Our giant marlins

I was walking home.  All along the sidewalk were black iron fences that stretched on and on and behind the iron fences were stone buildings and behind the buildings was purple sky cut into patches by black clouds above and the silhouettes of classical design below.  There was grass and once in a while where there were no buildings a family of trees huddled.  There was a breeze but it was not cold.

I once would worry about things of an existential nature and wonder, when would everything be settled?  Now all of that feels very far away, buried under many callouses or perhaps masked by a hideous suggestibility.  I think that Icarus survived the fall.  I think he lived and walked back and forth across the earth and eventually forgot what it was like to be close to the sun or want to be close to the sun.  Then in his old age he had petty disputes with his wife.  You never do the dishes, Icarus!

I thought I had something against drama.  People arguing noiselessly in nightclubs.  Raised voices.  Self pity, or worse, ingratiating the worst parts of the self all the while knowing that you’re only making a date with demons.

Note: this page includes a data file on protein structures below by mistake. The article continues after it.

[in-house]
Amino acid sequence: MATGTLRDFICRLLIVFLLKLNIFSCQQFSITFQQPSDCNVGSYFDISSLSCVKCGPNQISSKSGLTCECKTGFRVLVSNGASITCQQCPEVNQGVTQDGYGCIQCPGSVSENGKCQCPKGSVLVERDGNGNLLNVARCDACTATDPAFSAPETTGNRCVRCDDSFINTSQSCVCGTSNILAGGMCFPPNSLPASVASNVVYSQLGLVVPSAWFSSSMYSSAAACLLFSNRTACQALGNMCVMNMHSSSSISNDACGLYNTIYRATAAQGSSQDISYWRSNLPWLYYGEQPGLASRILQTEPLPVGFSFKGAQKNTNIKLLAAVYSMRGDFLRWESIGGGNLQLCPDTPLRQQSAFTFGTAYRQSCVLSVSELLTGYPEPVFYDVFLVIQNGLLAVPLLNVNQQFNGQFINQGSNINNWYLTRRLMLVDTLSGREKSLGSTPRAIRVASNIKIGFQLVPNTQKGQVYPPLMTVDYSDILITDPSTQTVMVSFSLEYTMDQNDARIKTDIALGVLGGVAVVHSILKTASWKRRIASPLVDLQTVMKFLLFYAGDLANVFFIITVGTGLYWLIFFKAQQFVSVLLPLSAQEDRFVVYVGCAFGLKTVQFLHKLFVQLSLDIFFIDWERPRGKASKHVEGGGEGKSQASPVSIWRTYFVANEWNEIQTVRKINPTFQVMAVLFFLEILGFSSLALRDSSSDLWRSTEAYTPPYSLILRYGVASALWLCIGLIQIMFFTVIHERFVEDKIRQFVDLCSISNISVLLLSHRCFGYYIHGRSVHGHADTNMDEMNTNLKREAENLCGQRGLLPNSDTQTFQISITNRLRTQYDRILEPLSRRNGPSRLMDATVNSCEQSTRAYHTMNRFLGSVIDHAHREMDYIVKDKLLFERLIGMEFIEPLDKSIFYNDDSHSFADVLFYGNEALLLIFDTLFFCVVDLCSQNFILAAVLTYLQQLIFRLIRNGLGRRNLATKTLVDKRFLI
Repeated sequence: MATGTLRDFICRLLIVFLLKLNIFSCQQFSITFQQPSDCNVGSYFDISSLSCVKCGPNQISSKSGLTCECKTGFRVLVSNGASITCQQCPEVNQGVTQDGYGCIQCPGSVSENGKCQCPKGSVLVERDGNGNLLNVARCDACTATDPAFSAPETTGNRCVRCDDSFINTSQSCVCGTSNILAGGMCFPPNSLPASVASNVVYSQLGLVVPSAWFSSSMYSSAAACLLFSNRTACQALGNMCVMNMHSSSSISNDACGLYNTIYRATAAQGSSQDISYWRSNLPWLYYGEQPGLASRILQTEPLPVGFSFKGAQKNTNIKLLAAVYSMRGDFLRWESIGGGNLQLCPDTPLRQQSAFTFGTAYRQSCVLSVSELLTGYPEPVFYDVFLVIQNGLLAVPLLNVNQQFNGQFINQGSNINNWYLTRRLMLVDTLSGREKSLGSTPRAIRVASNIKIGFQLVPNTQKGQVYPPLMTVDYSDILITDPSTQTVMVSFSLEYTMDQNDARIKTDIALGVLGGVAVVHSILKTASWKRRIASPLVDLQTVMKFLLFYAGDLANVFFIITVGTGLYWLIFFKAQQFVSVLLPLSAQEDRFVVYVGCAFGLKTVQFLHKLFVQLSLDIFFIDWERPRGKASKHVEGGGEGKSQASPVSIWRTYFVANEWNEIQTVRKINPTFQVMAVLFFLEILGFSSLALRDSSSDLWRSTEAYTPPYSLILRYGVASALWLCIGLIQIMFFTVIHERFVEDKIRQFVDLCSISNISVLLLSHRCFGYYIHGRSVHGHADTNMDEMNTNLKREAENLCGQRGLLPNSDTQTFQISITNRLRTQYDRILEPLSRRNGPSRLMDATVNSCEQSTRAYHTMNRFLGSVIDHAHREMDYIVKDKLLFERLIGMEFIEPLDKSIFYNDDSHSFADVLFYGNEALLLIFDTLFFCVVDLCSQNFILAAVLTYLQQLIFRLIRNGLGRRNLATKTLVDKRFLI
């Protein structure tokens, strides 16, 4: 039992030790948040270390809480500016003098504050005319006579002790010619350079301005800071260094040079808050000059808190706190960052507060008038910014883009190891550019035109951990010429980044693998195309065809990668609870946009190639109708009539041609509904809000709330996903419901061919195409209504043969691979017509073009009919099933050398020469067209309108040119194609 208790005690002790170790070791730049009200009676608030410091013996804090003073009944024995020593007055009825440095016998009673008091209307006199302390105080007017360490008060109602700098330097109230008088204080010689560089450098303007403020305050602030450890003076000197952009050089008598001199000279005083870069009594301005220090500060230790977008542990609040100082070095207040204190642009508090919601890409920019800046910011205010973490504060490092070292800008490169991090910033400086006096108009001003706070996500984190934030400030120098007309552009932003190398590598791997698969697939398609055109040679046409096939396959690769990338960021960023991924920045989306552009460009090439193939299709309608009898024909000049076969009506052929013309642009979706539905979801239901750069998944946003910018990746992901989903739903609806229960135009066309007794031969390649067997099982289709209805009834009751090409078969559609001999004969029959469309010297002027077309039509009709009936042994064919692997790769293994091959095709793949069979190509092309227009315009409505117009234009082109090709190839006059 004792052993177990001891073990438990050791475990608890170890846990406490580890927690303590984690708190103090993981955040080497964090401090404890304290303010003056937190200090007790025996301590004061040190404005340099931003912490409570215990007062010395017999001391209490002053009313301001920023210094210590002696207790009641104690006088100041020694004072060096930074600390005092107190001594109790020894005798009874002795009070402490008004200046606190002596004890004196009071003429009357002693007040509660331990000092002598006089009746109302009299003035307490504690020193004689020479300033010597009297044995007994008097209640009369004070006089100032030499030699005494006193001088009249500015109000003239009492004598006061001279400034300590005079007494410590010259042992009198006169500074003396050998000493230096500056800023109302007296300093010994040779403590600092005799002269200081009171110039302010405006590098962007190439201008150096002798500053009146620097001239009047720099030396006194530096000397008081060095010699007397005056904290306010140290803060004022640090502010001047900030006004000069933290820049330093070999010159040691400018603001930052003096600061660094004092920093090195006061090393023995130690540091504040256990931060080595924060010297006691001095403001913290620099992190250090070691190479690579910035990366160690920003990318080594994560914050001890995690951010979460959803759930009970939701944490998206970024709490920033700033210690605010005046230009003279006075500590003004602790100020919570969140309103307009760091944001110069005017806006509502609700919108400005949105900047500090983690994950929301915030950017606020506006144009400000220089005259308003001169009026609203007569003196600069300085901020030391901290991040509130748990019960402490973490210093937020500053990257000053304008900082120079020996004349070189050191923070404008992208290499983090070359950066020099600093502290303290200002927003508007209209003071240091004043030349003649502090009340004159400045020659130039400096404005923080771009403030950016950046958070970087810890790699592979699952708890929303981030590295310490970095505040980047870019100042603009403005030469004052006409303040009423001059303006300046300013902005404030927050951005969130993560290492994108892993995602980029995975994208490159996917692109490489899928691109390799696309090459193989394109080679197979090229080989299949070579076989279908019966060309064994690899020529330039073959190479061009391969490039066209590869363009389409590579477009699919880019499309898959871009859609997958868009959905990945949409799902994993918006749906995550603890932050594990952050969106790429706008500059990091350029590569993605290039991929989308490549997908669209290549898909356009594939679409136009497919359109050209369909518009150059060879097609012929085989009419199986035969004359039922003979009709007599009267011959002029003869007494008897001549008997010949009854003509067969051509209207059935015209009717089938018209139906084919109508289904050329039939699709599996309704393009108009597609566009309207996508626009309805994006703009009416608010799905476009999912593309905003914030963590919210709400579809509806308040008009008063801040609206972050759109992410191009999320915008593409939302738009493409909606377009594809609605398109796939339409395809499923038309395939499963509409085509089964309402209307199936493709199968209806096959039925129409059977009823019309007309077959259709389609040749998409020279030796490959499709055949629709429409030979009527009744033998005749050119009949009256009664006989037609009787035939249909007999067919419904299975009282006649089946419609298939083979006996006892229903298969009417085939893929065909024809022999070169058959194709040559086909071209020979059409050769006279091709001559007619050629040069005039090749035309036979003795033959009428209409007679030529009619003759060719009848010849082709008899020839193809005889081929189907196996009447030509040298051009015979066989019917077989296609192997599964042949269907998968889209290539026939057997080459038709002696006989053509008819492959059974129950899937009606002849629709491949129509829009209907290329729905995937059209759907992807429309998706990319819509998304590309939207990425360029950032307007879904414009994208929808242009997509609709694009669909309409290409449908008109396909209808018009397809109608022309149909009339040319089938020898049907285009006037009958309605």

But really it is the way we live our dramas.  It’s the real thing, we insist.  Even better than the real thing.  Like the toreros who lean into the bulls after their horns pass to give the illusion of danger. They need history lessons to remember how to live truly.  But where are our Cretan prisons? Where are our giant marlins?  Where are our forty years of wandering among sand dunes and manna and learning again the forgotten past?

What you see at night looks different from what you see during the day.  It’s dirtier.  But how can you say you miss the day when you are looking at the same thing?  Do you only see half of what you look at?  If on the street at night I ran into Alexei Fyodorovich I would ask him, where do I catch the night bus to Westminster?  But then I would say is it really you–or some impossible qui pro quo?  Then I would say live with me, Alyosha.  Some things lend themselves to idealization. Other things are harder to make into words, the heartbeat of a hot dance floor, the drink that finally hits you, the feeling of being someplace very, very foreign to yourself.  Fall in love with a filthy expatriate.  Try some things, Alyosha.  You might surprise yourself.


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